The rnorm() function in R can create a random vector having a normal distribution. This tutorial will show you how to use it in detail.

**rnorm() Function In R**

rnomr() is a built-in function that takes three argument:

`rnorm(n, mean, sd)`

All these arguments are fairly self-explanatory: mean and sd are the mean and standard deviation of the normal distribution. n is the number of observations you want R to randomly create for you, and it is also the only required argument.

If you omit mean and sd, R will assume you want to use the standard normal distribution, meaning mean = 0 and sd = 1. The returned value is a vector whose length equals to n. It contains all the random variates rnorm() generates.

This is a simple use of rnomr() to simulate 100 random variates that have the standard normal distribution.

rnorm(10)

```
[1] -0.08526766 -0.17790068 -0.37182620 0.83794813 2.04833435 0.31162834 -0.84182887
[8] -2.03736916 0.60543529 1.26049442
```

* *The result will change every time the above command is executed, even when you don’t modify it:

rnorm(10)

```
[1] 0.14758977 0.59181076 0.45482459 1.77804471 -0.09378004 -0.17383653 0.65331405
[8] -1.35005627 -0.20263717 0.37389574
```

To generate random variates for other normal distributions, just change the mean and sd arguments:

rnorm(10, mean = 1, sd = 3)

```
[1] -4.8440920 3.1971416 -0.4190495 -1.7150984 2.0933391 0.6602045 3.8815517 -1.3296203
[9] -3.6718179 4.6255194
```

We can use the summary() function to check for essential statistical information of the generated data set:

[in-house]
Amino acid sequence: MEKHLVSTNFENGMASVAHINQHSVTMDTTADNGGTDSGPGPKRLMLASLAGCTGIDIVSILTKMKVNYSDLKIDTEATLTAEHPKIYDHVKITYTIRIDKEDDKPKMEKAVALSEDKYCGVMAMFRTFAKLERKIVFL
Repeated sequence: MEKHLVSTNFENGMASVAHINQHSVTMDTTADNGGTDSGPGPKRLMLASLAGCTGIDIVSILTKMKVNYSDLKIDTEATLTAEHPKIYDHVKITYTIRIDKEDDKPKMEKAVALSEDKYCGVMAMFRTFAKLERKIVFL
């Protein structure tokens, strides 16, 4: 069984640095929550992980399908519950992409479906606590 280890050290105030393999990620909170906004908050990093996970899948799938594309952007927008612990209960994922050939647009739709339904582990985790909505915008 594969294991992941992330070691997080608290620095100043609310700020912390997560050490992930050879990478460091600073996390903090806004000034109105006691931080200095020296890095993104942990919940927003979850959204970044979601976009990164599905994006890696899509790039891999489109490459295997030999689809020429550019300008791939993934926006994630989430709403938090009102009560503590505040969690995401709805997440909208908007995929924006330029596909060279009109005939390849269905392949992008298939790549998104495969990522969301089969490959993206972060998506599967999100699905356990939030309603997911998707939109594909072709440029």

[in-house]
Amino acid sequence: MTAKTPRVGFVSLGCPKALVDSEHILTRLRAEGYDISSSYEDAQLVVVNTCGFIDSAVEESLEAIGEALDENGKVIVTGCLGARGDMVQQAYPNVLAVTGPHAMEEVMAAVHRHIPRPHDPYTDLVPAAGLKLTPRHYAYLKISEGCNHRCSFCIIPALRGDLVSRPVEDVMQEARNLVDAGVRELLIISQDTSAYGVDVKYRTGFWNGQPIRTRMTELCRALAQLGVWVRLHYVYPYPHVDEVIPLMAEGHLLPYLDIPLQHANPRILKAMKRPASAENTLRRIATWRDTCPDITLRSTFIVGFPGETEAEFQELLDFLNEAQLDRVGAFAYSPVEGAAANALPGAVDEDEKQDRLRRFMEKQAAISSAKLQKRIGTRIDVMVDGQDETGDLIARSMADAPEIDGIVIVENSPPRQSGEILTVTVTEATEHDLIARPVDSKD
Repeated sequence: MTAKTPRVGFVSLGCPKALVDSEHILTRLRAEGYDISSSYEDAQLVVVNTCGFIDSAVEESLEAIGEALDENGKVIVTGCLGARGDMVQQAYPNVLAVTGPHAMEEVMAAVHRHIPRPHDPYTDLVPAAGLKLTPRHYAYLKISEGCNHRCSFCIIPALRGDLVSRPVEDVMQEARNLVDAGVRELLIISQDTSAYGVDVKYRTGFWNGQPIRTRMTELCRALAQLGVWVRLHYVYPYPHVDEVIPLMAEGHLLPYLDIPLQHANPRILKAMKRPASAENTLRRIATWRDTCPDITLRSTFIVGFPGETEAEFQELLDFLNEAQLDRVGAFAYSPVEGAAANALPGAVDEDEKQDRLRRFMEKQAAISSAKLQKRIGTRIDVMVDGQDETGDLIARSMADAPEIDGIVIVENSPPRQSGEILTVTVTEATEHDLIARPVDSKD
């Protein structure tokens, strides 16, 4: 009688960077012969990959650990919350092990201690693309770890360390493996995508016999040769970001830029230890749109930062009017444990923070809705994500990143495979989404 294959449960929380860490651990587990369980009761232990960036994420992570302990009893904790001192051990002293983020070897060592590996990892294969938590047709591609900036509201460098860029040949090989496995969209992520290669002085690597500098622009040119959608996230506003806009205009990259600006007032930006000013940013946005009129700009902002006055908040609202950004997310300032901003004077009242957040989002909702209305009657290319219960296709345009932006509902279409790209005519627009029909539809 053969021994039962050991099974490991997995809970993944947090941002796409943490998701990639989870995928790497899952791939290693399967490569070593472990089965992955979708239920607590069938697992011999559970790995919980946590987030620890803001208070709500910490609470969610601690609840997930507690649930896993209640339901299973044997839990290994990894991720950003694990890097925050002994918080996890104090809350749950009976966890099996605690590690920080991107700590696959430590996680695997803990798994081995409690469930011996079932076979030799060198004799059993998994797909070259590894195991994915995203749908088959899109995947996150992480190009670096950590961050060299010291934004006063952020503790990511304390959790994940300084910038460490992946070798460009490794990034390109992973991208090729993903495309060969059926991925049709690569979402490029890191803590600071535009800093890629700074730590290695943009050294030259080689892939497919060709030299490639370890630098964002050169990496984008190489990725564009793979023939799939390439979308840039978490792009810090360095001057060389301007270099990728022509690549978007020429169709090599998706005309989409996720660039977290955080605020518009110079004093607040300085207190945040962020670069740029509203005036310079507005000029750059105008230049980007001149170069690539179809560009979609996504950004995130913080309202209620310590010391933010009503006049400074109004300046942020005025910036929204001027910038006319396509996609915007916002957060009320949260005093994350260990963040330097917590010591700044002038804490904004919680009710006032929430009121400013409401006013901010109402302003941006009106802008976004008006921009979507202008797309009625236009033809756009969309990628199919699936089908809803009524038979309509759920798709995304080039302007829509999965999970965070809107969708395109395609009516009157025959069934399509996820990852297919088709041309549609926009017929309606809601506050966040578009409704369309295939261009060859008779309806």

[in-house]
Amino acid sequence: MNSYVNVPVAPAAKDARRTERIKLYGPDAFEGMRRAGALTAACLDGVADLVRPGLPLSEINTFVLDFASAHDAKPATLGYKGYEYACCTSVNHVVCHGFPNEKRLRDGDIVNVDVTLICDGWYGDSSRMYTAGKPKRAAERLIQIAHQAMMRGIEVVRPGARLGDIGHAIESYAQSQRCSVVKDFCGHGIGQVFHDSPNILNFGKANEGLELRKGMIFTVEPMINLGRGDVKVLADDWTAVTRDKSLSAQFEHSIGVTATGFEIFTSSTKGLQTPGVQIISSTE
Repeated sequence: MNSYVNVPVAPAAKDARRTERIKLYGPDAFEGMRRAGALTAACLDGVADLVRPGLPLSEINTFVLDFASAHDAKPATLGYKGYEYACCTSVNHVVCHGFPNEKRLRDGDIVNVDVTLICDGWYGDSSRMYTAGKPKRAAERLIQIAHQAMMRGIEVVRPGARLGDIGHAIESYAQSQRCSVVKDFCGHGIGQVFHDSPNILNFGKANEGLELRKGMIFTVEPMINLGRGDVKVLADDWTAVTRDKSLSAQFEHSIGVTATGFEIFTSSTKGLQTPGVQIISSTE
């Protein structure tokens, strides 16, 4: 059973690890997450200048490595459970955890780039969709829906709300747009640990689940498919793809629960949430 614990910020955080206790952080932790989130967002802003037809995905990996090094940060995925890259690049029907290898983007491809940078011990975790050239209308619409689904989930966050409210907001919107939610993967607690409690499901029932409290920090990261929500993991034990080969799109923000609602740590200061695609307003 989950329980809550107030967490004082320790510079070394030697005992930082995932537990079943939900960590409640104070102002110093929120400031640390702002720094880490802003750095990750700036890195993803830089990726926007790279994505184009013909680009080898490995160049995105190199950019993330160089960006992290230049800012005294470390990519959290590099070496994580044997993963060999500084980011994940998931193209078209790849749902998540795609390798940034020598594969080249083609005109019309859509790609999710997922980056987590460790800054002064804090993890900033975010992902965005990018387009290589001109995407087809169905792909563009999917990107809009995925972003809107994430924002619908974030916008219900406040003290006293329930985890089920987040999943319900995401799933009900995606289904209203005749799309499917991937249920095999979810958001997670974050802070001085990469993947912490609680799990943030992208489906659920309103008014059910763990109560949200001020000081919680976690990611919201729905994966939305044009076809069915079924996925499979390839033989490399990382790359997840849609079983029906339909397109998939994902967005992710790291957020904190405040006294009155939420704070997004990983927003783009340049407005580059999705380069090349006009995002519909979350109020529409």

summary(rnorm(1000))

```
Min. 1st Qu. Median Mean 3rd Qu. Max.
-3.27615 -0.68920 -0.01486 -0.01832 0.63060 2.91676
```

*Note**: learn more about the summary() function with this **guide**.*

As you can see, the mean and other parameters aren’t the same as those of a perfect distribution, but they get close enough.

R can easily generate a large number of random variates as well. The snippet below creates a million random numbers having the standard normal distribution. We then use the hist() function to create a histogram based on those values.

n <- rnorm(1000000) x11(); hist(n, breaks = 100, col = "orange")

The histogram shows that the vector n contains numeric values that truly illustrate the well-known standard normal distribution. They center around zero, and most of them are within the interval (-3.15, 3.15).

You can also use these data to plot other graphs, such as with plot(). This is a scatterplot of 1000 random variates of the standard normal distribution.

`plot(rnorm(1000))`

To show the nature of this distribution, we can use the density() function before passing the result to plot(). This combination will create a kernel density plot – a better choice for visualizing the standard normal distribution.

`plot(density(rnorm(10000)))`

The more random numbers you can generate, the closer our plot will get to the ideal distribution. Due to the limited number of variates and their randomness, we can observe some small peaks.

**Summary**

You can use the rnorm() function in R to generate random numbers that have a normal distribution. The output can then be used for other purposes like graphing.

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My name is Robert. I have a degree in information technology and two years of expertise in software development. I’ve come to offer my understanding on programming languages. I hope you find my articles interesting.

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